Fire at the end of the tunnel

This morning’s train journey into work has been a cavalcade of events.

The first annoyance was some tracksuited rudeboy who looked a lot like Akon boarded the train and sat there with headphones on talking into his phone like it was a walkie talkie.

I hate when people do that (see https://headinablender.wordpress.com/2012/10/19/hello-is-anyone-actually-there/)

His voice was a combination of Jamaica and African with a hint of stoner and a large splash of penis. He spoke incredibly loudly and nobody seemed to want to sit near him for some reason.

As the train decided to crawl at fuck all miles per hour, constantly being stopped at red signals and awaiting platforms at various stations, the monotony of the journey was broken by two guards who were checking tickets in tandem.  At first I thought they were doing half a carriage each to save time, but no…we had to provide evidence we’d paid for this embarrassment of public transport a second time.

What I did revel in slightly was the fact that Akon didn’t have a valid ticket. I think he was hoping that the guard, being a black guy, would somehow cut him some slack as a fellow ‘brother’. I’m not being racist; he leaned towards the guard and said “come on brother”.  That was my first clue.

It wasn’t working.

This was evident the second time the guard pointed out that his train pass was in fact a staff pass for London transport and not vaild on trains outside London. Akon feigned ignorance saying he didn’t know and that no one at his company told him.  He was fooling no one and got charged his penalty fare.

It was at this point I decided to have a snooze. After all, the speed this train was going I had at least 6 hours until we reached London.

The train started to get busier and busier. Every time I opened my eyes I was was surrounded by more and more people, all of whom were coveting my seat like a hyena to a feasting pride of lions.

At one point I was woken by a guy loudly offering his seat to a pregnant woman.  The tone of his voice suggested he was pissed off no one else had done it.  The reason I sensed this was because he said “it’s ok fellahs, I’ll make sure she gets a seat”.  I’m sure the woman didn’t feel guilty at all after that.

Soon enough we stopped about 3 stations outside London. The guard’s voice blared over the tannoy in his best broken English to announce that although we had stopped in a station they were not opening the doors as it wasn’t a scheduled stop.  This was despite the fact that the train was crammed solid and there were people collecting outside the doors like children around an ice cream van.

We sat there. We sat there some more. We sat there a bit longer and other passengers I noticed were starting to get restless. The huffing had begun.

The guard’s voice came over the speaker system again to point out that there had been someone taken ill on another train at the next station and we couldn’t move until the ambulance had sorted them out. My fellow commuters had that ‘i’ll give them a reason for an ambulance’ look on their faces and the huffing had evolved into sly comments and moans; desperate for someone to acknowledge them so they could enter into a mutual bitch about the rail service and how late they were going to be for work. The guy opposite me tried, but I was having none of it.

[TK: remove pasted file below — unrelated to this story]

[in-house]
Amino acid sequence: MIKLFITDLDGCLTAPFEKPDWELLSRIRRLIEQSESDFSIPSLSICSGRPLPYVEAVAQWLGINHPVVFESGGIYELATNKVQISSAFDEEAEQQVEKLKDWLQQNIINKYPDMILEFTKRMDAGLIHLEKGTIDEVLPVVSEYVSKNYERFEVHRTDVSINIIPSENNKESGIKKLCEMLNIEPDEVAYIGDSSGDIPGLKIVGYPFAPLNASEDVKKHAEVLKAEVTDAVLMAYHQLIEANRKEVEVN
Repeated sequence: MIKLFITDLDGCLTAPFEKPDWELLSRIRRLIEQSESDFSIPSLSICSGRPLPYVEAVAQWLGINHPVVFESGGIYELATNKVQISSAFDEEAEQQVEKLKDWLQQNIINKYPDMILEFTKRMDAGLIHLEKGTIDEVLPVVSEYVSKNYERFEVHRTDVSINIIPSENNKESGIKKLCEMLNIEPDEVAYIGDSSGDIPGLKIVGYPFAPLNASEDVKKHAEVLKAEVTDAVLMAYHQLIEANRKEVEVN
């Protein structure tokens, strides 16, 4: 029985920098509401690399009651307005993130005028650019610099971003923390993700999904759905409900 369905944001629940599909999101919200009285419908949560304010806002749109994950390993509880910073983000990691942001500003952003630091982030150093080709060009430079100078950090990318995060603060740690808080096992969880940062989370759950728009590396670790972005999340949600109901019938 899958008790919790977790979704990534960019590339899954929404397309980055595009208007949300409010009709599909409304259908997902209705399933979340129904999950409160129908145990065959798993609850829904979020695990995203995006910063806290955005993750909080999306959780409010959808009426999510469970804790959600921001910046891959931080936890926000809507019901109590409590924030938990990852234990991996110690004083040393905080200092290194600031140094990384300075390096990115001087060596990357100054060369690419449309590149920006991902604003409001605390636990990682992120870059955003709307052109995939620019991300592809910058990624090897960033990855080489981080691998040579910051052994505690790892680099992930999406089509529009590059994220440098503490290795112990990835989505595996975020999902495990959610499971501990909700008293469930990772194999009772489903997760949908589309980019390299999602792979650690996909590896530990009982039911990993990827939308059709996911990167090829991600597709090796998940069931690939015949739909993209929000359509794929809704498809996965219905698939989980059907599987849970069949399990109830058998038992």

I texted my partner in crime and fellow manager at work, Sarah, to tell her I was running late. She then promptly rang me.

It’s at this stage that I feel it important to point out that the carriage was deathly silent, despite being wall to wall with people.  All that could be heard aside from the huffing and puffing was the click of phones and keyboards, no doubt moaning digitally to the world about the inconvenience they were having to endure on the nice, warm, comfy train.

Sarah told me she had made it into London, but Victoria underground station was closed due to a fire. When I replied “Victoria is closed?” you can only imagine the reaction of my sardined brethren. I took this opportunity to smile and reply with, “I think you’ve just made me the most unpopular person on this train!” .  This earned me a couple of grins but mostly a mass ‘for fuck’s sake’ groan rose from everyone.  They were all staring at me like I’d just laid my manhood across the table and asked anyone if they wanted to plug in my dongle.

Sarah told me she’d decided to attempt getting a bus to work and we ended our call so I could begin fielding questions from my new ‘friends’. They were so happy to hear that the stress was going to continue when they reached London.

The guard came over the tannoy a couple more times to tell us we weren’t moving, which we’d figured out considering the scenery had stopped going past the window.

The guy opposite me stopped huffing and puffing long enough to jokingly ask the pregnant woman if she was planning to go into labour.  Personally I thought she should start looking at good schools because we may be here a very, very long time.

Eventually we started to move and there was an inaudible, but definite, sigh of relief.

Three minutes into our breakneck journey of 1mph the guard then announced there was a fire at Victoria and the underground was closed.

Cue a massive groan.

Everyone looked at me and half smiled. I held my hands up, smiled back and gave my best ‘see I told you…don’t shoot the messenger’ face. Suddenly I felt cool and current with my finger on the pulse of shit going down. Mostly I was just thankful that I was no longer the misguided focus of their blame.

So after 3.5hrs commuting into work and subsequently turning up late, there was nothing I loved more than “so glad you could join us” and “good afternoon” quips from my lovely colleagues.

I need a coffee.  Now.

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